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2020-21 was the year of Fabrication, and it was a fellowship year like none other. With a theme, planned long before the pandemic, that invited making and crafting, thinking creatively with things, collaborating hands-on in the classroom, we instead found ourselves – like everyone else – conducting the year remotely, meeting weekly in the hands-off virtual spaces of Zoom. But this could not dampen our intellectual and creative collaborative spirit!
With an amazingly generous, flexible, and brilliant group of fellows we quickly found Fabrication to be richly capacious, no less compelling or productive for the turn to the virtual. From emotions and identities (among early Christians and ancient Roman slaves) to craft, creatures, and belief (in Middle English poetry and Thai Buddhism); from fashion, clothing, and the narratives constructed around them (in the Harlem Renaissance and university fashion collections) to forensic performance and the fabrication of gender, we discussed myths and origin stories, truth and lies, craftiness and skill – all the while reflecting on the ways our own research, teaching, and writing are themselves fabrications of widely varying sorts. Each Zoom discussion was lively, directed, focused; and each yielded an unexpected bonus: the Zoom Chat with its fabulous scholarly and creative marginalia of spontaneous comments, tangential ideas, spur-of the-moment reactions, conversational asides, and deeply useful suggestions for further reading. It was an intense, productive, positive, and truly memorable fellowship year.
Equally exciting this year was the launch of our new Humanities Scholar program with its focus on undergraduate humanities research. Under the leadership of Professor Durba Ghosh (History), the Humanities Scholar Program inaugural year exceeded its target cohort of 30, welcoming 32 rising sophomores to the Society for a as part of a drive designed to give further focus, intensity, and visibility to undergraduate humanities research at Cornell. In special Zoom sessions, students discussed the centrality of the humanities with President Martha Pollack and Provost Mike Kotlikoff, and concluded the year with a collaborative research project drawn from Cornell archives on the complicated legacy of Goldwin Smith.
Despite the pandemic we were able to have a full year of productive work in the Rural Humanities initiative, the Society’s multi-year Andrew W. Mellon public and engaged grant for research on and with the Central New York community. Taking inspiration from Black Lives Matter and the #DoBetterCornell initiative, we dedicated our collective energies to a special focus on the largely forgotten and effaced Rural Black Lives, both historically and in the present day. Microgrants were available to undergraduate and graduate students for projects such as a podcast on rural poetics or the effects of gentrification in and around Ithaca. Faculty developed ongoing research projects on Black land ownership in rural New York; opioids and rural Black populations; Black and Indigenous histories and futures in New York State; or the newly re-discovered Black female composer Florence Price. The spring Rural Humanities seminar, led by Gerard Aching (Africana) and Anu Rangarajan (Small Farms Program), addressed the legacy of the underground railroad in Ithaca and central New York as well as the dynamic but often forgotten presence of Black farmers throughout the state. In 2021-22, Rural Humanities is excited to collaborate with Cornell’s American Indian and Indigenous Studies Program with a focus on Rural Indigenous Lives.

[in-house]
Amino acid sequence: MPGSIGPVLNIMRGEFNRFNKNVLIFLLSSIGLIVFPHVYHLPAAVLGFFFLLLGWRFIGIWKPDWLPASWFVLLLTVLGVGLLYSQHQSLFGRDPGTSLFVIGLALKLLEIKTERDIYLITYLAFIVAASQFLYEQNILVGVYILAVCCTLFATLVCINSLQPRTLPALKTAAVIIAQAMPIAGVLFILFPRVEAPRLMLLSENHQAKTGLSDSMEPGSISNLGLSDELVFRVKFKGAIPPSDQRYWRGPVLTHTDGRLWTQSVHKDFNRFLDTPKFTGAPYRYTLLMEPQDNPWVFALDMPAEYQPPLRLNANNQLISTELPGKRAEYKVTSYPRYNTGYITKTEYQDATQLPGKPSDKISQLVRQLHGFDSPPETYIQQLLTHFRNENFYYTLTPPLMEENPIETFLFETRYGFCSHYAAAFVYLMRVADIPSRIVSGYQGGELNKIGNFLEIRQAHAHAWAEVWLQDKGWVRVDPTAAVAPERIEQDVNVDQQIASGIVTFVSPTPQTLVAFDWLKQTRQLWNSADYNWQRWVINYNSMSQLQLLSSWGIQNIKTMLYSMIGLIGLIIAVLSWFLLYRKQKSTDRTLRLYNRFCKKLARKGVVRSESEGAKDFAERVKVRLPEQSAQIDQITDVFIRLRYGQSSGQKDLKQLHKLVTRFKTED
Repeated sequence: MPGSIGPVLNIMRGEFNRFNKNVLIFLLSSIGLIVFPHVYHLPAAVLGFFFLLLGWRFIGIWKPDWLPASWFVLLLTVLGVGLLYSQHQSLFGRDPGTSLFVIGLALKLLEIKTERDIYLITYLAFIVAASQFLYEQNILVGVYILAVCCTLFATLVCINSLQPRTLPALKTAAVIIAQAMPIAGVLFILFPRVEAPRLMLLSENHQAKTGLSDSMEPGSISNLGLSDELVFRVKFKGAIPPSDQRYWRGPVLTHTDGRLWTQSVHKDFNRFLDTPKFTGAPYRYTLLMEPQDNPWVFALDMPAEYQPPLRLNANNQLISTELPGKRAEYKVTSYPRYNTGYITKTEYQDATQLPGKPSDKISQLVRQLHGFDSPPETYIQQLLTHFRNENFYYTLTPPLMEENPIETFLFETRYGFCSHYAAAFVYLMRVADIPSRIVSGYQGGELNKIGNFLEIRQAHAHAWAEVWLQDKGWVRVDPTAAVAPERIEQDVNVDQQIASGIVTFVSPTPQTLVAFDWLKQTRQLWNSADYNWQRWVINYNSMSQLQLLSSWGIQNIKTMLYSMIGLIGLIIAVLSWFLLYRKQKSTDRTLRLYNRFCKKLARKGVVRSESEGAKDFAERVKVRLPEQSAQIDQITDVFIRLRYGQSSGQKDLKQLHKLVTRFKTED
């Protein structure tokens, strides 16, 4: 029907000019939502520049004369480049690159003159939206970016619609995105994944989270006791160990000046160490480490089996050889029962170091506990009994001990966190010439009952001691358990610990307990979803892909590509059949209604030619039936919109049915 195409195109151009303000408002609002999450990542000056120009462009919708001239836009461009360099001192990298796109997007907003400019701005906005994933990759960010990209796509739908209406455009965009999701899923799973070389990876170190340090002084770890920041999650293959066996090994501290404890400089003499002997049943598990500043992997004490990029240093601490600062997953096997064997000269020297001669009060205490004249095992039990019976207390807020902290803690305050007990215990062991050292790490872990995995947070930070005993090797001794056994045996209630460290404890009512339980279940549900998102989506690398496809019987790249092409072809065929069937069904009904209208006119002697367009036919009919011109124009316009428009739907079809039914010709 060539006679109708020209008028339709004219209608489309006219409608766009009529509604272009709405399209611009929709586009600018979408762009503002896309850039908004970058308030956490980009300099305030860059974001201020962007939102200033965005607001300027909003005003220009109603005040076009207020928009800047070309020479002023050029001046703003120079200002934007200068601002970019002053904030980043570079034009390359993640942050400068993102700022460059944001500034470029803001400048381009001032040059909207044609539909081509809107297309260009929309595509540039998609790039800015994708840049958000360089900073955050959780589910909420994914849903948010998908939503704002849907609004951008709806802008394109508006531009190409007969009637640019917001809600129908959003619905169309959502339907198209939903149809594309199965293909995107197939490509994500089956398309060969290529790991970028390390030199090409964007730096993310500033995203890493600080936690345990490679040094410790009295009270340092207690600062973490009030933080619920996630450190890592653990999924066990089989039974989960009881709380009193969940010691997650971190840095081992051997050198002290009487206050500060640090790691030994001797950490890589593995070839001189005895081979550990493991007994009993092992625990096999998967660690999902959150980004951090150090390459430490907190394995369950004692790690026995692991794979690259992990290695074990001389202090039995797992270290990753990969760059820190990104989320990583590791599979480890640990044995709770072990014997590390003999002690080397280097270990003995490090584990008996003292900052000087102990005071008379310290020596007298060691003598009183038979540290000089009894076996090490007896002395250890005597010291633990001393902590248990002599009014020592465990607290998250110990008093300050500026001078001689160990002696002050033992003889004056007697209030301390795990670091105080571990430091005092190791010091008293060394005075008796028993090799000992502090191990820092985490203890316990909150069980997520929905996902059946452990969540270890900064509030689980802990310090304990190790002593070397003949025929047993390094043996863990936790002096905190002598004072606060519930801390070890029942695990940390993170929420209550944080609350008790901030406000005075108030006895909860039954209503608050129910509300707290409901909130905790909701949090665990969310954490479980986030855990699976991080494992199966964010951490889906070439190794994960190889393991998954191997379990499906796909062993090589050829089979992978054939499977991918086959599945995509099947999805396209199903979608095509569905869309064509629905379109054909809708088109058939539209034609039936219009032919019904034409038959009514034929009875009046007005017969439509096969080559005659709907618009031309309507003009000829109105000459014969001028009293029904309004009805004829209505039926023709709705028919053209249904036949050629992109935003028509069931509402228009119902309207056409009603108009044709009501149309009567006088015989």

This was the year of reaching out to, and creating, virtual communities. With that in mind, and eager to bring the work of humanists at Cornell to wider audiences, we launched our new podcast, The Humanities Pod. Produced entirely in-house, our first six-episode series features conversations on Indigenous dispossession and the founding of Cornell with Jon Parmenter and guest Michael Witgen; misogyny, himpathy, and gaslighting with Kate Manne; shaping emotions in late ancient Christianity with Georgia Frank; sartorial self-fashioning and legacies of enslavement with Kimberly Lamm; and crafting belief with Adin Lears and Anthony Irwin. There will be much more in the coming year!
Our turn to the virtual also included the annual Society Invitational lecture, given by Kate Manne “He Said, She Listened: Mansplaining, Gaslighting, and Epistemic Entitlement,” co-hosted by e-Cornell, and reaching several thousand viewers around the world. Likewise, we presented the annual Digital Humanities Lecture virtually, with Marisa Parham, director of the African American Digital Humanities initiative, and visiting professor of English at the University of Maryland. Her talk, “Interactives I: difference and digital textuality,” discussed her projects at the intersections of Black expressive traditions, digital humanities, and electronic literature. Next year we plan to continue with a combination of in-person and virtual events, hoping to continue to reach far beyond the Cornell campus.
Finally, we look ahead to our focal theme for 2022-23: Repair. As parts of the world emerge from the pandemic and others remain mired in the unequal distribution of vaccines, logistics, or simple denial; as the fight for racial justice continues; as the climate crisis becomes ever more present; as democracy continues to be tested, we find ourselves in a world in need of repair. Repair calls to mind practices of care, craft, and conservation as well as the exigencies of restoration and reparation. With the theme of repair, we invite reflection on how things fall apart and thus on how objects, relations, and histories are made, as well as how they can be re-made, made differently. We hope you join us!